A leading complaint is that standard deviation doesn’t reflect the true risk that threatens investors. The woman investing for retirement 20 years on faces a variety of risks, starting with the possibility that she will spend all of her savings before dying. Standard deviation, as a result, is of no consequence to someone trying to avoid outliving her savings.
There are technical complaints as well. The basic calculation of standard deviation assumes a normal distribution. Normal distributions work great in physics and general statistics, but are flawed when it comes to picking up the tendency of investment returns to suffer distributions that are less than normal. The so-called fat tails distribution forever haunts the world of investing, a risk that effectively means that dramatic events can and do happen every once in a while, and that risk isn’t captured in a normal distribution world that defines the basic concept of standard deviation.
True enough. Standard deviation isn’t a real-world risk in saving for retirement, and it doesn’t fully reflect what happens in the capital markets in terms of how returns are distributed around the mean. But after accepting the wisdom of the observation, the analysis shouldn’t end there. Standard deviation, or the volatility of prices around the mean, still offers a reasonably valuable tool for comparing one type of risk (although hardly the only type) among various asset classes. It’s less than perfect; in fact it’s flawed. But it’s still useful for getting a general sense of the risks that loom.
Should investors use standard deviation exclusively and ignore all other measures and definitions of risk? Absolutely not. But neither should one dispose of standard deviation simply by recognizing that the metric can’t be all things to all investors at all times. If that’s the bar by which risk measures must reach, then nothing would suffice. Something, we submit, is better than nothing. In fact, the imperfections of the real world demand that we use a collection of flawed risk measures to piece together an outline of the overall risk that looms.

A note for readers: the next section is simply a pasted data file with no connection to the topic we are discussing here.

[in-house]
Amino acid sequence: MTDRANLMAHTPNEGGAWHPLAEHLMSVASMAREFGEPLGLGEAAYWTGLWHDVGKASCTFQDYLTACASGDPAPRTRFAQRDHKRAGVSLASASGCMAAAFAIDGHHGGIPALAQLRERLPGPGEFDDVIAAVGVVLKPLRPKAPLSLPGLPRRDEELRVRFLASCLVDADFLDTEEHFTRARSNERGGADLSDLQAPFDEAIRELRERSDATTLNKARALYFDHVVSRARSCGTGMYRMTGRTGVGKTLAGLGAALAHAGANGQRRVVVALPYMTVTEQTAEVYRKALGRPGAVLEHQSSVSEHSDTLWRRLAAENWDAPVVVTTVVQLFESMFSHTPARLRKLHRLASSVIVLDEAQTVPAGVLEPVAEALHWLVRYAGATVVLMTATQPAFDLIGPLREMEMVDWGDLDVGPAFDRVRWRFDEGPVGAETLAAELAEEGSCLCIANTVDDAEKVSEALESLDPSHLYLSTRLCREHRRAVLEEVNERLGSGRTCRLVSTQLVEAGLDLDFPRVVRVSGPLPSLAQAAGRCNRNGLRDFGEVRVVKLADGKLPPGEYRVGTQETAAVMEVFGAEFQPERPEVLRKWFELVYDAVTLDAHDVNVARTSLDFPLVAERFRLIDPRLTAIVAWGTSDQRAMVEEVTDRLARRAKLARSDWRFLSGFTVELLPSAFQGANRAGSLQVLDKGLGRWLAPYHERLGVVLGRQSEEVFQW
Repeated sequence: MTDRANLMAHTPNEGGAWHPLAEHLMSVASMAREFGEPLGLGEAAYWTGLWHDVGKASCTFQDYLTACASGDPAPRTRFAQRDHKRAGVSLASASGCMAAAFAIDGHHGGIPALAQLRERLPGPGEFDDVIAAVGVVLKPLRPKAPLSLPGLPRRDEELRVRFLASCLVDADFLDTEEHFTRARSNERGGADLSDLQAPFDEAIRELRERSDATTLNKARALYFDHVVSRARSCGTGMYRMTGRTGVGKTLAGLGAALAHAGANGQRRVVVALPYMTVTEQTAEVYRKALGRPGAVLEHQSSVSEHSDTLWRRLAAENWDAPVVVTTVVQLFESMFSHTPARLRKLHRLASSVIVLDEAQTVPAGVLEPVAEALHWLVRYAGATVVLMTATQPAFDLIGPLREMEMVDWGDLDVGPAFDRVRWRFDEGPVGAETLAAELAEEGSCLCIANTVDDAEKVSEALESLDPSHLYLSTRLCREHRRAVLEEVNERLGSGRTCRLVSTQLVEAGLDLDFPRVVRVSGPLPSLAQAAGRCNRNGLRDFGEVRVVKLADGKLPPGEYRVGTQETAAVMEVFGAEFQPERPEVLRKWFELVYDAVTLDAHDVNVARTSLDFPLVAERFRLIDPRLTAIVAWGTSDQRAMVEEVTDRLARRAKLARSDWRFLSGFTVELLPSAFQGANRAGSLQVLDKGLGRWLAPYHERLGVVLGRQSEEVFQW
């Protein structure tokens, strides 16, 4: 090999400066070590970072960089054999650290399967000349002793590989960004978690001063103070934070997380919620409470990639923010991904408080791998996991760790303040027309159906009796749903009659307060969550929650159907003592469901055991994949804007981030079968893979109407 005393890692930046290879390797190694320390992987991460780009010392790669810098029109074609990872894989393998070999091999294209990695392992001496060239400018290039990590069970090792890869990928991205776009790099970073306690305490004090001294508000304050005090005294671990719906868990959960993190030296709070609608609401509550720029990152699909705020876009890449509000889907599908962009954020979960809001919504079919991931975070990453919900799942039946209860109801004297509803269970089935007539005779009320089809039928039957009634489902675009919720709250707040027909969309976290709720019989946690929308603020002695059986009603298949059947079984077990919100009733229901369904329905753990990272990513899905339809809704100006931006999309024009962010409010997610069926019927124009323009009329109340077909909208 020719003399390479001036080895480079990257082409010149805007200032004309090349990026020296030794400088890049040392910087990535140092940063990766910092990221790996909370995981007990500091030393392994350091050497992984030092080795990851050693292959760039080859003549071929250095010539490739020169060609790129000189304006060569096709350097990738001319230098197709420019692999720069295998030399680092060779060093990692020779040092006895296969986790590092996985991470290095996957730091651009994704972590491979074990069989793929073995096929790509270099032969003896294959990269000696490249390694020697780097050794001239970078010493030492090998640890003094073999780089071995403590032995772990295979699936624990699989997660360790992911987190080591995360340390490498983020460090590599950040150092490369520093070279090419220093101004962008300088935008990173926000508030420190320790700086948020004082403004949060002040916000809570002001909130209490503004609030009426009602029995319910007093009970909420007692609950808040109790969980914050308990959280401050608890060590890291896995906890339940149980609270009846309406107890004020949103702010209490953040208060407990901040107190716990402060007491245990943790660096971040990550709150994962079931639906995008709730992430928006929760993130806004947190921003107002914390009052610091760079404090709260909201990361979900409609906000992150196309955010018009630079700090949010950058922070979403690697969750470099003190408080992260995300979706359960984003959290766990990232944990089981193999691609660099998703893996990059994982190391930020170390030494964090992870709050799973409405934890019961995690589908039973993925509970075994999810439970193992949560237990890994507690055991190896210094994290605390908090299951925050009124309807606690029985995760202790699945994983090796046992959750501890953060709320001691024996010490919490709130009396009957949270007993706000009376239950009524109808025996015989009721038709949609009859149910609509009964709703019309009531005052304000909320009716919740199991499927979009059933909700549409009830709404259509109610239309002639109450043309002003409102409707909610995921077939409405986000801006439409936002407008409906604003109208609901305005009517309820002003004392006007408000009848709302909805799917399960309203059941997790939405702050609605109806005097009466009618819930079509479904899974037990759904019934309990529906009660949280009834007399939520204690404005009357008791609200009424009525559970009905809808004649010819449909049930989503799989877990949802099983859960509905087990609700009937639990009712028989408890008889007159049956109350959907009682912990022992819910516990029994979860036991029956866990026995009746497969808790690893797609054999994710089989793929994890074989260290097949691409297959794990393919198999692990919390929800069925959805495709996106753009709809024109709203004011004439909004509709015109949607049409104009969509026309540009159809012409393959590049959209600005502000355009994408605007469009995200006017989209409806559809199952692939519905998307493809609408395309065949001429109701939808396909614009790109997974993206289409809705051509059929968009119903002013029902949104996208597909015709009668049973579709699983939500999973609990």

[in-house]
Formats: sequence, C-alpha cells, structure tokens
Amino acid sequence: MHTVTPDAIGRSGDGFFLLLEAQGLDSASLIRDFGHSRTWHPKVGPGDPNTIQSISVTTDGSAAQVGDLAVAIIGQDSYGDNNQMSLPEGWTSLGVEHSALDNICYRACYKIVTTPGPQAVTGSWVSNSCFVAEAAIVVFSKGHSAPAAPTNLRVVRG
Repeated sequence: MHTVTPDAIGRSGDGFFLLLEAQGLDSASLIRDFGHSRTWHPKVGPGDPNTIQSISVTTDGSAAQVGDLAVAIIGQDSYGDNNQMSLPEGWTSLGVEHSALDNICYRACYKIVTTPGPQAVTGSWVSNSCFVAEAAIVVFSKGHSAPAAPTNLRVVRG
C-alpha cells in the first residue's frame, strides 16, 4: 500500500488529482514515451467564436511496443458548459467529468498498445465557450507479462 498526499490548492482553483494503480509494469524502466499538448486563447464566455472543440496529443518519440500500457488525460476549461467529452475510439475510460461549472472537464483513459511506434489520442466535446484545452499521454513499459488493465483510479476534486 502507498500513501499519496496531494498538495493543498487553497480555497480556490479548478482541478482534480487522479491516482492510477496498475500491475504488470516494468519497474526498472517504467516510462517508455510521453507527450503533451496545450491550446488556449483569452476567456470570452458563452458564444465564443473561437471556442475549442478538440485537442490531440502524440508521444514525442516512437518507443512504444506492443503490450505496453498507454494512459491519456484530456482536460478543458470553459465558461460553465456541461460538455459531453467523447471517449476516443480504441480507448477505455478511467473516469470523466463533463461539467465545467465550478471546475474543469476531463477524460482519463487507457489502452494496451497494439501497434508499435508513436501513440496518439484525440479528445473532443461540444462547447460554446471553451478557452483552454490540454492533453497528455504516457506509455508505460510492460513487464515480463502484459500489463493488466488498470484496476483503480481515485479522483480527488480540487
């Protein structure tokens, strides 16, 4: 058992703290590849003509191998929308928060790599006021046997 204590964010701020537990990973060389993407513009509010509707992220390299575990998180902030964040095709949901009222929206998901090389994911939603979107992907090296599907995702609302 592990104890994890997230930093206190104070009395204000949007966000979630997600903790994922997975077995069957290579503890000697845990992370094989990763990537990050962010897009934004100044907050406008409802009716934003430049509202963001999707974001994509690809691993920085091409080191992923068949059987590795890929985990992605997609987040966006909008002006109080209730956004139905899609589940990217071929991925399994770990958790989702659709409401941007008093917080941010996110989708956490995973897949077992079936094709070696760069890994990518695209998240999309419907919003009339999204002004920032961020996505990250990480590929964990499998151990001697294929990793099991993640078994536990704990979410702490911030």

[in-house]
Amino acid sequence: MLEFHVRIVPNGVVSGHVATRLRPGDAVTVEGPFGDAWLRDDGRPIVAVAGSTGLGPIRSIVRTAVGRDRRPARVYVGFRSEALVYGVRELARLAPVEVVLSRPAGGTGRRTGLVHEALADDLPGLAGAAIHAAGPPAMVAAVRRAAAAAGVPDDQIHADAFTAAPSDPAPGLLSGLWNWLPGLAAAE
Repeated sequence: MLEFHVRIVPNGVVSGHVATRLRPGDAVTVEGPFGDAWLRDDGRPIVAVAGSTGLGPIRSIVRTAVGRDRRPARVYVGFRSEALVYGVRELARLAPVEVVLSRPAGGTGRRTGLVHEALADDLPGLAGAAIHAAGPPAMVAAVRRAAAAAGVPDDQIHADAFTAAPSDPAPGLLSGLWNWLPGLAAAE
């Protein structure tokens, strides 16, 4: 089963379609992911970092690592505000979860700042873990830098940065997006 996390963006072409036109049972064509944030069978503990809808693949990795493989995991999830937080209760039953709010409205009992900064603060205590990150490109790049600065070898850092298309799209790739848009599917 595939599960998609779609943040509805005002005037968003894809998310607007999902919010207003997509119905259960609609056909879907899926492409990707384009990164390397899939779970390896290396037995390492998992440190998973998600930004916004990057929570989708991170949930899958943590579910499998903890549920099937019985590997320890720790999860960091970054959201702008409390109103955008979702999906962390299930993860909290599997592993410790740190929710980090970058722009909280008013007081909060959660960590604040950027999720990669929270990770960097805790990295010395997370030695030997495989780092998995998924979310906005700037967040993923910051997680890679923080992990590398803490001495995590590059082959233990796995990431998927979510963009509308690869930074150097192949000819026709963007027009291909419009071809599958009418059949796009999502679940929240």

Here now begins our admittedly underdog attempt at defending and, perhaps, partially restoring standard deviation’s once-good name in the world of risk analytics. The effort consists of simply showing that price volatility, while flawed, is nonetheless valuable still for assessing the nature of a particular asset class relative to another.
Exhibit A is the table below, which ranks the major asset classes by their respective 3-year annualized standard deviation, based on monthly total returns through last month. Note that the asset classes that rank highest in volatility are indeed, by most accounts, the riskier of the bunch. Meanwhile, those at the bottom, including cash, are the least risky by this measure.
To restate the obvious, there’s a world of difference with the low risk of cash to the high risk of emerging market stocks. High risk isn’t inherently bad, nor is low risk inherently good. In fact, mixing risks together with a strategic purpose is the only way to fly. But we digress.
The pairing of standard deviation against trailing 3-year annualized total return shows that the relationship between the two is eminently logical. Consider the graph below, which plots the trailing 3-year returns for each of the asset classes listed above against their respective standard deviation. The key revelation is that returns generally rise along with risk, even when the risk is measured as standard deviation. There is no free lunch, as the graph reminds. This iron law of the investment universe is sometimes thrown out of whack in the short run, but as a long-term proposition it’s virtually impervious to change.
Obviously, standard deviation is only one risk measure in an ever-expanding sea of competing metrics, both quantitative and qualitative. No single measure fully encompasses the concept of “risk” in all its nuance and variety. An accurate profile of the risk that inhabits the investment landscape requires more than crunching the numbers by any one gauge.
But for our money, we begin with standard deviation, and do so regularly. Price volatility, after all, ebbs and flows, just as returns do. The ongoing shifting sands of return and risk warrant keeping a close eye on the relationship between the two. The moral of the story: Enlightenment in the investment game comes one metric at a time.